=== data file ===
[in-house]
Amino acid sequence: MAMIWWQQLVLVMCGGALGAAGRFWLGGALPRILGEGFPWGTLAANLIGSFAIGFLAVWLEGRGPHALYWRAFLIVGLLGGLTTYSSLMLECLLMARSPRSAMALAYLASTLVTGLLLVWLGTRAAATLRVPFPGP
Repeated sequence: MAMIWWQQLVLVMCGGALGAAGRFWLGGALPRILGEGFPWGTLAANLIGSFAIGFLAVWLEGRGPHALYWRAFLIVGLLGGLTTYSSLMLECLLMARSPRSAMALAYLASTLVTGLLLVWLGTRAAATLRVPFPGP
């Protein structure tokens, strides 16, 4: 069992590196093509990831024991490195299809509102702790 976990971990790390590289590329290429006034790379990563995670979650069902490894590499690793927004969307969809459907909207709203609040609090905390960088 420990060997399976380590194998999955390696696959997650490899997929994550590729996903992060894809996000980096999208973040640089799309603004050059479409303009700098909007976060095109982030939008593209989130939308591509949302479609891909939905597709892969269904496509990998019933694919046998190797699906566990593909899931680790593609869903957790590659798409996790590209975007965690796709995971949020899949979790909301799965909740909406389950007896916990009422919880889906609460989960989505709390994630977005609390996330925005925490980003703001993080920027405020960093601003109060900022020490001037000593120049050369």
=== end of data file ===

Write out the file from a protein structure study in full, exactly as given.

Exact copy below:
[in-house]
Amino acid sequence: MAMIWWQQLVLVMCGGALGAAGRFWLGGALPRILGEGFPWGTLAANLIGSFAIGFLAVWLEGRGPHALYWRAFLIVGLLGGLTTYSSLMLECLLMARSPRSAMALAYLASTLVTGLLLVWLGTRAAATLRVPFPGP
Repeated sequence: MAMIWWQQLVLVMCGGALGAAGRFWLGGALPRILGEGFPWGTLAANLIGSFAIGFLAVWLEGRGPHALYWRAFLIVGLLGGLTTYSSLMLECLLMARSPRSAMALAYLASTLVTGLLLVWLGTRAAATLRVPFPGP
């Protein structure tokens, strides 16, 4: 069992590196093509990831024991490195299809509102702790 976990971990790390590289590329290429006034790379990563995670979650069902490894590499690793927004969307969809459907909207709203609040609090905390960088 420990060997399976380590194998999955390696696959997650490899997929994550590729996903992060894809996000980096999208973040640089799309603004050059479409303009700098909007976060095109982030939008593209989130939308591509949302479609891909939905597709892969269904496509990998019933694919046998190797699906566990593909899931680790593609869903957790590659798409996790590209975007965690796709995971949020899949979790909301799965909740909406389950007896916990009422919880889906609460989960989505709390994630977005609390996330925005925490980003703001993080920027405020960093601003109060900022020490001037000593120049050369």